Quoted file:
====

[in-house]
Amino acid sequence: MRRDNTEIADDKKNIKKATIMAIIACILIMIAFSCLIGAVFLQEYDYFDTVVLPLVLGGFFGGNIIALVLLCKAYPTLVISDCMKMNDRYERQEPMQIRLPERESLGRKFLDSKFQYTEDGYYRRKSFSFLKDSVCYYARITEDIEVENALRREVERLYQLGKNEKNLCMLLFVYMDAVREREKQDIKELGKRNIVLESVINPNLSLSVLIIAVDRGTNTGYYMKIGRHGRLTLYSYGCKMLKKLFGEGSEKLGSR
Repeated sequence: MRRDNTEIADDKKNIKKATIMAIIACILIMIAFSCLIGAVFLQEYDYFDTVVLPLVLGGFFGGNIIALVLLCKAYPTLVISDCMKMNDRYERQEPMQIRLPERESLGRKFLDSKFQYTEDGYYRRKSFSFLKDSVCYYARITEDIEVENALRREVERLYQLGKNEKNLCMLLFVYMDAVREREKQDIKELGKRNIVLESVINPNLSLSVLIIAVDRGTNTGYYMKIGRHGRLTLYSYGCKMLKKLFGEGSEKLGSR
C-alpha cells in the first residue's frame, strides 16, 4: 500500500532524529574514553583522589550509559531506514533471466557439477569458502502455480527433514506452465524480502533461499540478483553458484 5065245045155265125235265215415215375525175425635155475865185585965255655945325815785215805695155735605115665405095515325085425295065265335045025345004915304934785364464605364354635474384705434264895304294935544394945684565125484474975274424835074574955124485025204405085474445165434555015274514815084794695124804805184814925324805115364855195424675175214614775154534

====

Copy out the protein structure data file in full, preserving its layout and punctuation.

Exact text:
[in-house]
Amino acid sequence: MRRDNTEIADDKKNIKKATIMAIIACILIMIAFSCLIGAVFLQEYDYFDTVVLPLVLGGFFGGNIIALVLLCKAYPTLVISDCMKMNDRYERQEPMQIRLPERESLGRKFLDSKFQYTEDGYYRRKSFSFLKDSVCYYARITEDIEVENALRREVERLYQLGKNEKNLCMLLFVYMDAVREREKQDIKELGKRNIVLESVINPNLSLSVLIIAVDRGTNTGYYMKIGRHGRLTLYSYGCKMLKKLFGEGSEKLGSR
Repeated sequence: MRRDNTEIADDKKNIKKATIMAIIACILIMIAFSCLIGAVFLQEYDYFDTVVLPLVLGGFFGGNIIALVLLCKAYPTLVISDCMKMNDRYERQEPMQIRLPERESLGRKFLDSKFQYTEDGYYRRKSFSFLKDSVCYYARITEDIEVENALRREVERLYQLGKNEKNLCMLLFVYMDAVREREKQDIKELGKRNIVLESVINPNLSLSVLIIAVDRGTNTGYYMKIGRHGRLTLYSYGCKMLKKLFGEGSEKLGSR
C-alpha cells in the first residue's frame, strides 16, 4: 500500500532524529574514553583522589550509559531506514533471466557439477569458502502455480527433514506452465524480502533461499540478483553458484 5065245045155265125235265215415215375525175425635155475865185585965255655945325815785215805695155735605115665405095515325085425295065265335045025345004915304934785364464605364354635474384705434264895304294935544394945684565125484474975274424835074574955124485025204405085474445165434555015274514815084794695124804805184814925324805115364855195424675175214614775154534